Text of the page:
Language and Nationalism in the Nineteenth Century: Nynorsk and Scots in Comparative Context

Jens Johan Hyvik, Robert McColl Millar, Andrew G. Newby

Research output: Contribution to journalArticle


Analyses of nationalism in nineteenth-century Europe have demonstrated the
importance of language in crystallising group identity. The century witnessed a
continent-wide growth in the idea that language – especially regional linguistic
differences from a hegemonic or imperial state language – could form the basis of a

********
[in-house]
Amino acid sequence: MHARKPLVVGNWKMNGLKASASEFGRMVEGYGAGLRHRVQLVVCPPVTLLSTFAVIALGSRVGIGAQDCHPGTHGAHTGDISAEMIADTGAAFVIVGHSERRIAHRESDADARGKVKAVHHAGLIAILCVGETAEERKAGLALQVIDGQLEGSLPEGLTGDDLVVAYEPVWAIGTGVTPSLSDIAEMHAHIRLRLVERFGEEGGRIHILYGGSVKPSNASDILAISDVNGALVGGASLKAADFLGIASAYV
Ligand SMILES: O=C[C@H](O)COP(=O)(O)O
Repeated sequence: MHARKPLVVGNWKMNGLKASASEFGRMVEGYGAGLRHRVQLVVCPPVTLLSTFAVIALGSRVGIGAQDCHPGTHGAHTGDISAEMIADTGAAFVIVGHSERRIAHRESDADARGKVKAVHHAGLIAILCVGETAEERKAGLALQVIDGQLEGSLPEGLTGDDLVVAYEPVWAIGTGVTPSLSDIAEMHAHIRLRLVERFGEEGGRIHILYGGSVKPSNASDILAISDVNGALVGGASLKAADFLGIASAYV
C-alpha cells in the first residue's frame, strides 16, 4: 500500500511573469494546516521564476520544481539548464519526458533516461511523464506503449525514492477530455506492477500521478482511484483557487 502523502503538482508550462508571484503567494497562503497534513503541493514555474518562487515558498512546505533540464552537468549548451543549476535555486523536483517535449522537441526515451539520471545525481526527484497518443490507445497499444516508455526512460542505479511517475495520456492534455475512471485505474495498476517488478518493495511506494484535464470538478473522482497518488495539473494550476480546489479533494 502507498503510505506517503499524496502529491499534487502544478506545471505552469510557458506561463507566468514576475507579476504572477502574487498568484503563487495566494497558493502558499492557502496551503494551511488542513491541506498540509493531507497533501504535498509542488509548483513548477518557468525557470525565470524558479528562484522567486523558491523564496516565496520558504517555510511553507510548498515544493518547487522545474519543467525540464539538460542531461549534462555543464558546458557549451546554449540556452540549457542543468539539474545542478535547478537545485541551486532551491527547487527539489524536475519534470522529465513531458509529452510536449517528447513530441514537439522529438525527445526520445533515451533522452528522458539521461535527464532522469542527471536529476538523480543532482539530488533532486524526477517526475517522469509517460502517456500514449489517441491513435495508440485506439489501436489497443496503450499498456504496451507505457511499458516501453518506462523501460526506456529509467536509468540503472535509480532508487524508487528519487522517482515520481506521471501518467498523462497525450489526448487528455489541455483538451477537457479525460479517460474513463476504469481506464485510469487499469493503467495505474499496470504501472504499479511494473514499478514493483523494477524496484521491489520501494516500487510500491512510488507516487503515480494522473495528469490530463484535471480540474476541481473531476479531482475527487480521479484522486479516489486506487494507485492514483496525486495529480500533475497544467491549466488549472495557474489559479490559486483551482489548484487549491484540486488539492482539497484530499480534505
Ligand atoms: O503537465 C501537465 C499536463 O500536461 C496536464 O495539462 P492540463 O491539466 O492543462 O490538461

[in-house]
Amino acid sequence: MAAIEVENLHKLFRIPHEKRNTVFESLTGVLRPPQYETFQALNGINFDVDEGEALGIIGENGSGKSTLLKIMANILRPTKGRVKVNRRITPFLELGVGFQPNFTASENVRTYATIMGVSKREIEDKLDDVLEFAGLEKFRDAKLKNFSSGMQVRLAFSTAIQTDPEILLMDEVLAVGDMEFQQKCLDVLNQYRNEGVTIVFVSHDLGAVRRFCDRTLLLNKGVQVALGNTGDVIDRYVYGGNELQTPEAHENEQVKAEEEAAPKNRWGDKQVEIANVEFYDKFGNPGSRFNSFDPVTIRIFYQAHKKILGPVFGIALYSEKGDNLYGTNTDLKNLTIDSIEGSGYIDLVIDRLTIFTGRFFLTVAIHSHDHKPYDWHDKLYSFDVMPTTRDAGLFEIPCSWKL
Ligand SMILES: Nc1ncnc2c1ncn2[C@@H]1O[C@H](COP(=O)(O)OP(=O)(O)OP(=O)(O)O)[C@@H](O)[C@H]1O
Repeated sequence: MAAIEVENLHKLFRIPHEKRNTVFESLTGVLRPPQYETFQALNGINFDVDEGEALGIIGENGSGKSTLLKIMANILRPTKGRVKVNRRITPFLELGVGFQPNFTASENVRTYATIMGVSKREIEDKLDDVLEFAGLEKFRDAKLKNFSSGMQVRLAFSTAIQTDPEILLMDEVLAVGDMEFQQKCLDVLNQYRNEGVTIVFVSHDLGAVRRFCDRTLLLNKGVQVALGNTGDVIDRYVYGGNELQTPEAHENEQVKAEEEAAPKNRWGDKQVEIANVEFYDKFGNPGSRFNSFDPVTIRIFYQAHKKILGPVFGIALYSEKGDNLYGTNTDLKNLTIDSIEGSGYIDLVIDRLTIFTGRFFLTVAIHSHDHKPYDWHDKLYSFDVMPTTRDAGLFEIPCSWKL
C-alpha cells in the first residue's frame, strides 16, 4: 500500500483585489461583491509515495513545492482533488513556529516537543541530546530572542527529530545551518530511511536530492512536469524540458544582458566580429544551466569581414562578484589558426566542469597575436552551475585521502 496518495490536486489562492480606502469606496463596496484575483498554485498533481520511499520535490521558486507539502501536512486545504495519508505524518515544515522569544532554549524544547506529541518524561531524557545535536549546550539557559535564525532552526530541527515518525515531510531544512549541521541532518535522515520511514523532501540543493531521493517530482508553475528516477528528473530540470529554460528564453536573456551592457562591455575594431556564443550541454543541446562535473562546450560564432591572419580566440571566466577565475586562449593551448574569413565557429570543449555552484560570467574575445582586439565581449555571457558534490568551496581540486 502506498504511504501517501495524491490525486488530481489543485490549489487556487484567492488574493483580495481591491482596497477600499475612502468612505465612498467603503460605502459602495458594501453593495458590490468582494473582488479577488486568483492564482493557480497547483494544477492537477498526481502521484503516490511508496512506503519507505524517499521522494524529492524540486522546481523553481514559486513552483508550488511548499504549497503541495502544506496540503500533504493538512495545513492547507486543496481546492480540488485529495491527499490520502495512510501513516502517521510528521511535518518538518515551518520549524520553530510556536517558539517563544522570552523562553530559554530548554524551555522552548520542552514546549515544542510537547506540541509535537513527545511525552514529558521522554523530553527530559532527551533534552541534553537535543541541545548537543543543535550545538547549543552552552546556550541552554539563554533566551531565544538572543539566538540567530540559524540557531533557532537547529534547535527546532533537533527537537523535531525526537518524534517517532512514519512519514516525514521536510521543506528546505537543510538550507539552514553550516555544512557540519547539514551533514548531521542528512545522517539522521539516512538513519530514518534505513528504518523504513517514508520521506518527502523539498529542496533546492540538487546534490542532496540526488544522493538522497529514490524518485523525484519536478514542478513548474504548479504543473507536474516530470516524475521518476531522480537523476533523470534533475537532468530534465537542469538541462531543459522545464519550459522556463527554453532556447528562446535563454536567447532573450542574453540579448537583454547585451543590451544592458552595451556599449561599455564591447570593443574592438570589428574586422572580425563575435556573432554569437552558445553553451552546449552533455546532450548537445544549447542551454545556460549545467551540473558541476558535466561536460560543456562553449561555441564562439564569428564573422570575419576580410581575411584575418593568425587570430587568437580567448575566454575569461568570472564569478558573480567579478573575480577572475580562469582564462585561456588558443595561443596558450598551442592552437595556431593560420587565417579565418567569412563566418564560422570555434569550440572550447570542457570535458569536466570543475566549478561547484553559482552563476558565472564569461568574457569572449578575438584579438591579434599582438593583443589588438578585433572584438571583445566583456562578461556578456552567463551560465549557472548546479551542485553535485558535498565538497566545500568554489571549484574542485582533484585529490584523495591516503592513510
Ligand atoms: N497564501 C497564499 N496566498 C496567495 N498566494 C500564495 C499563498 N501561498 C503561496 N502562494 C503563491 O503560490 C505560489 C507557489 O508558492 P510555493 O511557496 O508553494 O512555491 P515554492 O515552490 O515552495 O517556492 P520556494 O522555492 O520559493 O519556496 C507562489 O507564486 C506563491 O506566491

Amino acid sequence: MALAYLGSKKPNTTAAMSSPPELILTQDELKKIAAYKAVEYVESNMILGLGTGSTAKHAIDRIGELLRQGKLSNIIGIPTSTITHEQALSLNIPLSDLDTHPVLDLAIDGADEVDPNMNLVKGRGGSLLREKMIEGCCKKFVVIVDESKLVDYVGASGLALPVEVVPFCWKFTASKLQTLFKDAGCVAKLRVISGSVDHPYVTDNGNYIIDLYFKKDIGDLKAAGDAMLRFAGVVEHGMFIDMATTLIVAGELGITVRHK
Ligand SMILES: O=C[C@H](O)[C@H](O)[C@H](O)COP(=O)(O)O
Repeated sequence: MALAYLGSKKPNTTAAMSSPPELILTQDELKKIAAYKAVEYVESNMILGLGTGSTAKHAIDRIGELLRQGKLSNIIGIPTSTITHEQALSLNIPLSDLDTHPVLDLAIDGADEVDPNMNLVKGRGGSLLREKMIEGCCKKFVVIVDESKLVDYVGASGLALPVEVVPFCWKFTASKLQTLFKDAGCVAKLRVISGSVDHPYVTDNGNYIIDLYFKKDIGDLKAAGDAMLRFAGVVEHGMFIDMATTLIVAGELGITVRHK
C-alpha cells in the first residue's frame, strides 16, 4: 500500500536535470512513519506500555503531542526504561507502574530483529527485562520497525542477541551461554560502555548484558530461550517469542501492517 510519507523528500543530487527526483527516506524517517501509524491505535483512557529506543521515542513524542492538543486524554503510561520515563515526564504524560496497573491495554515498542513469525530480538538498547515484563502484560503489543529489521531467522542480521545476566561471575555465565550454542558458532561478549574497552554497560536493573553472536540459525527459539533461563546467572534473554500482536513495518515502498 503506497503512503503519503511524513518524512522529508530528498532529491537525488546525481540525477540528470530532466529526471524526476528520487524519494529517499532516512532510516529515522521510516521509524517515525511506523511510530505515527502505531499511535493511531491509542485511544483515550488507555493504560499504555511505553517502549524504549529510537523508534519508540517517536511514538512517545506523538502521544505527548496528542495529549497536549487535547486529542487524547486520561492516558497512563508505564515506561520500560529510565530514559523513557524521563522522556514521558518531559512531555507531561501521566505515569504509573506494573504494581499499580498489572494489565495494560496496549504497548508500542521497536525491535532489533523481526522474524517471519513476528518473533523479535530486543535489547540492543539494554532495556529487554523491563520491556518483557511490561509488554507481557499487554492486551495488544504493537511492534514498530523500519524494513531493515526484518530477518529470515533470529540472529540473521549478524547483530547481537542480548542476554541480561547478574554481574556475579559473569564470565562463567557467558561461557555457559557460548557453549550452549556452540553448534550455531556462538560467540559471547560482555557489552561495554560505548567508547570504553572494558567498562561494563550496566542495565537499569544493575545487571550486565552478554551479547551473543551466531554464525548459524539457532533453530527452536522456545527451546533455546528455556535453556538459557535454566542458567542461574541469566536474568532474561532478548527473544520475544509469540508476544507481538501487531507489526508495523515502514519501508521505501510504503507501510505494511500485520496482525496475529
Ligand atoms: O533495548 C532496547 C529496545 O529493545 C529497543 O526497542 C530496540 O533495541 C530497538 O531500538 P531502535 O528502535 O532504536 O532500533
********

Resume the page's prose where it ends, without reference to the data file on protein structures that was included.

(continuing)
strong regional, or, latterly, national identity. This article explores the divergent
trajectories which the language question took in Norway and Scotland during this
period, and argues that differences in national identity, caused partly by the two nations’ different constitutional histories, had a considerable impact on the development of Scots and Nynorsk in their respective national contexts.
Original languageEnglish
Pages (from-to)6-42
Number of pages26
Issue number2
Publication statusPublished - 21 Dec 2016



  • Scots
  • Nyorsk
  • Scotland
  • Norway
  • Class
  • Nationalism

Cite this